Raisa Kabir| Indisposable: Tactics for Care and Mourning

Raisa Kabir, NO PROTECTION, 2020, Yarn, wool, and cotton, 20 x 24 x 4 inches each panel

Click the button below for the audio and text of the VISUAL DESCRIPTION for Raisa Kabir’s NO PROTECTION:

NO PROTECTION is comprised of six tufted squares of bright yarn arranged in two rows of three. The words “NO PROTECTION” are spelled out in block capitals across the squares, two letters per square: “NO” “PR” “OT” “EC” “TI” “ON.” Many threads are left hanging loose and the surfaces are irregular, making the letters a bit blurry. The squares are different color combinations: black on orange and purple, red on yellow and blue, navy on pink and blue. The soft, colorful yarn gives the piece a sense of vibrant, playfulness as it beams out from the galleries’ black walls. This playfulness is contrasted with a two-folded difficulty: first, the difficulty of translation on the part of the visitor where a slow and deliberate reading is required in order to piece the letters together two at a time into the words “NO PROTECTION;” and then, the difficulty of processing and sitting with the provocation that some people – especially disabled, queer, trans, Black, Indigenous, and people of color – exist without the basic protections that a liberal democracy ostensibly promises.
Raisa Kabir NO PROTECTION, 2020 Yarn, wool, and cotton 20 x 24 x 4 inches each panel

Raisa Kabir (b. 1989) (she/they) is an interdisciplinary artist and weaver based in London. Kabir utilizes woven text/textiles, sound, video, and performance in their work to materialize concepts concerning the cultural politics of cloth, labor, and embodied geographies. Their (un)weaving performances comment on power, production, disability, and the queer brown body as a living archive of collective trauma.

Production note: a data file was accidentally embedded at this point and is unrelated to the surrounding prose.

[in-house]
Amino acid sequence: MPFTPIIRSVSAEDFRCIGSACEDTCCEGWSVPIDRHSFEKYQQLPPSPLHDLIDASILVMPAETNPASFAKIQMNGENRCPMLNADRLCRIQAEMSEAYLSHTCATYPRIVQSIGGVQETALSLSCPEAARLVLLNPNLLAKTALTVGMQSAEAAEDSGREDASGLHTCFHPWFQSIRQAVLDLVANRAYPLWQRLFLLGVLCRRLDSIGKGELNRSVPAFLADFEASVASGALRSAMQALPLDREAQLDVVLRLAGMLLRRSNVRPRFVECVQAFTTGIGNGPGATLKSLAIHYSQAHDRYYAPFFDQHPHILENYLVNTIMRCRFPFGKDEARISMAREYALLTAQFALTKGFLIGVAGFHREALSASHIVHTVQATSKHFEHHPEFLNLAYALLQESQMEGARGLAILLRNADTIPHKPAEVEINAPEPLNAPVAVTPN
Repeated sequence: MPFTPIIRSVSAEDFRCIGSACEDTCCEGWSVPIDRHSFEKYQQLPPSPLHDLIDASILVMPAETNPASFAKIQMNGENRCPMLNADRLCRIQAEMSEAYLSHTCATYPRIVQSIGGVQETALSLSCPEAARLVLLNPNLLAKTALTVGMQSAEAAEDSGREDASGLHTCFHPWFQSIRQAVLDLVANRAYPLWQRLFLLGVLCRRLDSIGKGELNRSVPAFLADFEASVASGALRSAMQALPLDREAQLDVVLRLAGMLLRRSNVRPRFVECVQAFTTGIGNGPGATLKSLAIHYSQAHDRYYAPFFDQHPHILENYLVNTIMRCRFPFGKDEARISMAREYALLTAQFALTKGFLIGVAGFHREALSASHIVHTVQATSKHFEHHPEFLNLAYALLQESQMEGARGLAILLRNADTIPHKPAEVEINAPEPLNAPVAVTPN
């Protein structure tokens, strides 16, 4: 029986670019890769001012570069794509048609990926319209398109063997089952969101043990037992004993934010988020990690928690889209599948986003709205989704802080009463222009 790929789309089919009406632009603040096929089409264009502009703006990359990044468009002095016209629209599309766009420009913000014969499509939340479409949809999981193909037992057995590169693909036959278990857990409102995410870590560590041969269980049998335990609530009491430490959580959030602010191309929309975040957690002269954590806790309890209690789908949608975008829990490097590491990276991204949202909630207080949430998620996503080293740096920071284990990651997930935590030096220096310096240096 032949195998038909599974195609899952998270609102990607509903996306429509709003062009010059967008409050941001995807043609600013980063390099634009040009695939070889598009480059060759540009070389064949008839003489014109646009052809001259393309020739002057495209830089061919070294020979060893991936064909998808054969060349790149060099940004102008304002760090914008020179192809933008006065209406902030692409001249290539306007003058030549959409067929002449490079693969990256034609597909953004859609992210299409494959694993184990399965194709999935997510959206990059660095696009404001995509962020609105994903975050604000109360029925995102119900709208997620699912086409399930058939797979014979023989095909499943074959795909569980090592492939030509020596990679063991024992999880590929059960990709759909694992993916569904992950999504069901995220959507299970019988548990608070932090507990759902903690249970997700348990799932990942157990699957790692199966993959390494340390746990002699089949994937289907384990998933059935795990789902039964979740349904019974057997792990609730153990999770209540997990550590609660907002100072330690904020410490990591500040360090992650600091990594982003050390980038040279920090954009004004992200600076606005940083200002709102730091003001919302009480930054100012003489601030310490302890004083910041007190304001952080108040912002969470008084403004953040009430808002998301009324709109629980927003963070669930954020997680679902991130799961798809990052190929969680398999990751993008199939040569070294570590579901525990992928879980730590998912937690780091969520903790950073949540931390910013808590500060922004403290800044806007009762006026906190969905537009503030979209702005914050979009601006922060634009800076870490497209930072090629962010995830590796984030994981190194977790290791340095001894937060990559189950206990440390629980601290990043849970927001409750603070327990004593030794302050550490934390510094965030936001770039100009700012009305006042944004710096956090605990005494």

Kabir examines how some bodies are more valued by and for global structures of production. They interrogate the eugenic-capitalist logic that prizes young, able-bodied persons; extracts their labor at a disabling pace without the most basic support structures of healthcare, rest, and safe food and housing; and then discards them as disposable. Kabir uses textile production in her work to cite these structures, as we see in her eponymous sculpture NO PROTECTION. What do we do, Kabir asks, when we cannot look to the world around us for care and safety?

NO PROTECTION protests the pervasive and persistent failure to protect queer, trans, and disabled people of color from harm. Kabir writes that NO PROTECTION “…takes root from disability, queerness, dysfunction, and inability to process unspeakable things that were inherited trauma. It is about mourning all the times we were failed by those who were meant to protect us from harm. A collective voice – a personal action.”

Kabir also reclaims the output of weaving as allegory for, in Kabir’s words, “the ways in which marginalized communities rely–and have always relied–on support networks of care and structures of mutual aid to survive that are separate to the state.” In Kabir’s woven sculptures, the intertwined threads of weaving signify the interdependent care on which disability depends. These interrelationships are made visible and perform a disability aesthetic that resists commodification and individuation in Kabir’s House Made of Tin (a socially distanced weaving performance) commissioned for Chapter 4 of Indisposable: Structures of Support after the ADA.

Through an open call, Kabir organized and documented a public weaving performance in October 2020 created, by, for, and from BIPOC, disabled, queer, and trans participants. The result was a geometric textile sculpture created through interdependent action and care. By embodying these structures of support and mutual aid, the performance asks us to consider how labor and care are connected across all bodies and borders. In doing so, House Made of Tin (a socially distanced weaving performance) underscores a key precept of disability justice that, in Kabir’s words, “is dependent on wider society believing in, and participating in, creating access for all.” The woven sculpture collectively created by the participants evokes the bonds created that day that are figurative, literal, and ongoing; these connections reflect lessons the crip community has always had to offer others about how to joyfully connect, support, and survive.

Instagram: @raisa_kabir_textiles_